Why your church’s revenue isn’t over the top

By John B. Savage

Some churches don’t have a clear vision and others don’t teach biblical stewardship.

Steve Walker, pastor of Canyon Hills Community Church in Bothell, WA, walked up to the pulpit one Sunday and announced that the church wouldn’t be taking an offering.

“All our needs are met,” he said. “You all know the blessing of giving. God will give you direction so that whatever you planned to give today can be given to someone else in need.”

While this isn’t always the opening message every Sunday, the revenue needed to fund the $4.8 million budget for the 2,600-strong church often had been more than sufficient. In the past three years, Canyon Hills has experienced per capita giving of more than three times the national average, double-digit growth and record giving.

Why churches are doing well
How are large and growing churches raising the income they need to keep pace with the needs of their members and communities? And, why do some fall short and trend further away from their historical high-revenue points? As George Barna referenced in his book, How to Increase Giving in Your Church: A Practical Guide to the Sensitive Task of Raising Money For Your Church or Ministry, many pastors still ask, “Is there really enough money available today to complete the tasks given to us in Scripture?”

According to Kregg Hood of AG Financial, there is a pattern that correlates to churches that experience good giving results. “Actually, we are seeing numerous churches doing well in the current recession,” he says.

Hood notes five distinct characteristics of these churches: “In every case, the leadership is solidly pro-generosity, and the pastor is leading the charge. There is a proper blend of faith in God to provide, and frequent but not an overly abundant biblical teaching about finances (tithing, getting out of debt.) There is also an emphasis on practical discipleship and creative marketing. Yes, communication does matter.”

Why churches fall short
In my work with churches over the years, I have found common denominators in congregations that fall short of their giving revenue:

Church members can’t identify what their church is about. Revenue is strong where the members can specifically articulate the unique characteristics of their church. If members cannot describe what it means to belong to their church, they are disconnected and less inclined to give.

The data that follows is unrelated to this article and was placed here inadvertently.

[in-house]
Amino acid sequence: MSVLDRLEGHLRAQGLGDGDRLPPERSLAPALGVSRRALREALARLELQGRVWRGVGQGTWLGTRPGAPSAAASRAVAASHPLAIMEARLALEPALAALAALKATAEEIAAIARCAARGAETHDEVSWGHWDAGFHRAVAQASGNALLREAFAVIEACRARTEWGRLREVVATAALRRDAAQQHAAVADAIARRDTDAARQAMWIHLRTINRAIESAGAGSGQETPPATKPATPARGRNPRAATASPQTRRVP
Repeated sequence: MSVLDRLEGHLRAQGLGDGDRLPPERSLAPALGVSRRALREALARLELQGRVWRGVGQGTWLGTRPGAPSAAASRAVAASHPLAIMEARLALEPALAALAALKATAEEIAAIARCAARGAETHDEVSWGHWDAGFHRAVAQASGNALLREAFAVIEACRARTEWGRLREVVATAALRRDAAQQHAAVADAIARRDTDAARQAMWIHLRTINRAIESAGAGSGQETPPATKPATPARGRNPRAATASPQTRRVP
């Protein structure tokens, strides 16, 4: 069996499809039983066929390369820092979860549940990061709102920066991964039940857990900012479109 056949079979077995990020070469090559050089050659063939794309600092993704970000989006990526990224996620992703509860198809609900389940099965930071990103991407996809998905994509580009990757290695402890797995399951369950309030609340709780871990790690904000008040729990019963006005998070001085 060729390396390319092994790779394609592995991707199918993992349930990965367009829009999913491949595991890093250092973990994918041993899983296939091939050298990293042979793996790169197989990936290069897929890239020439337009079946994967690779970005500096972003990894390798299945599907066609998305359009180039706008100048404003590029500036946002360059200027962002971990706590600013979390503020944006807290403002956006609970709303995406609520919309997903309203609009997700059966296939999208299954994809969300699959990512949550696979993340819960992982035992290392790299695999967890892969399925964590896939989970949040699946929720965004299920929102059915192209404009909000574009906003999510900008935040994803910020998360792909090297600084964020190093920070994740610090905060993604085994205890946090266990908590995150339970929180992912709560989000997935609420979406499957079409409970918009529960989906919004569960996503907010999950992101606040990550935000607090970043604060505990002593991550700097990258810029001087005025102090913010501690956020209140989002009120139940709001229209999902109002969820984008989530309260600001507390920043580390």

The church has no clear vision. People will give and invest if they understand where you are taking them and they resonate with that value and experience. When people can clearly identify with the church’s mission and vision, they are quick to become supporters.

The pastor was not taught biblical stewardship, and so it isn’t taught to the flock. Again, in Barna’s How to Increase Giving in Your Church, he explains that as he “ … studied the best fund-raising churches in the nation, it was obvious that the practical, no-holds barred preaching and teaching of the biblical principles of stewardship, and relentlessly holding the Body of believers accountable to those truths in appropriate ways, were cherished distinctives of these families of Christians devoted to growing … ”

For Canyon Hills’ Walker, it’s just part of the church’s DNA. “We’ve always been really committed to teaching stewardship regularly throughout the year. People who love to give, love to hear sermons and messages on giving. People who are generous know the tremendous blessing of giving, and want to do more. For  people who don’t give, we don’t mind upsetting them. We want them to rethink why they are fearful of trusting God with their finances. We simply try to confront that confusion and unbiblical way of thinking. If we convert a few more each year, that’s our goal. We’re going after their heart, and where their treasure is, is where their heart is.”

It’s amazing that some churches do not teach about stewardship or giving, nor do they even take an offering, and somehow they expect that people know what to do.

Members who are earning far below their potential are left to fend for themselves. In his book, Generous Living, Ron Blue references “financial problems” as the second of seven inhibitors to giving (the first being the spiritual foundation and knowledge of the believer). If the church is intent on discipleship, it seems appropriate that churches equip their members to be free of debt and discover their income potential. Financial management and career coaching are key to helping church members steward their talents and resources.

The focus of the church continues to be that of making disciples, but that is not something that a church does “to” its people, but rather “with” its people. The more engaged and stewardship-equipped congregants are, the stronger the financial picture.

John Savage is a partner in OneAccord Partners, Bellevue, WA. www.OneAccordPartenrs.com/NFP


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